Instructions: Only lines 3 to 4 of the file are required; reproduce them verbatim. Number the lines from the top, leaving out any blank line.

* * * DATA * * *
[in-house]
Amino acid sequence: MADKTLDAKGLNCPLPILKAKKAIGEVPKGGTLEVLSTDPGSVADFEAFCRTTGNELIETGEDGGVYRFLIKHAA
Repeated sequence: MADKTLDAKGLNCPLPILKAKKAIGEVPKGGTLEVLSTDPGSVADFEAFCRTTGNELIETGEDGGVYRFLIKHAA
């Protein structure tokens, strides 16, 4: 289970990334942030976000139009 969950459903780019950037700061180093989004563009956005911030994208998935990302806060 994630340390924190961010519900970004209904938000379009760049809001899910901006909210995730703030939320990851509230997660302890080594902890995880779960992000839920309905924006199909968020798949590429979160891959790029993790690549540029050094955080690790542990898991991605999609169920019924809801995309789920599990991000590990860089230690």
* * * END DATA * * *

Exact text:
Repeated sequence: MADKTLDAKGLNCPLPILKAKKAIGEVPKGGTLEVLSTDPGSVADFEAFCRTTGNELIETGEDGGVYRFLIKHAA
């Protein structure tokens, strides 16, 4: 289970990334942030976000139009 969950459903780019950037700061180093989004563009956005911030994208998935990302806060 994630340390924190961010519900970004209904938000379009760049809001899910901006909210995730703030939320990851509230997660302890080594902890995880779960992000839920309905924006199909968020798949590429979160891959790029993790690549540029050094955080690790542990898991991605999609169920019924809801995309789920599990991000590990860089230690």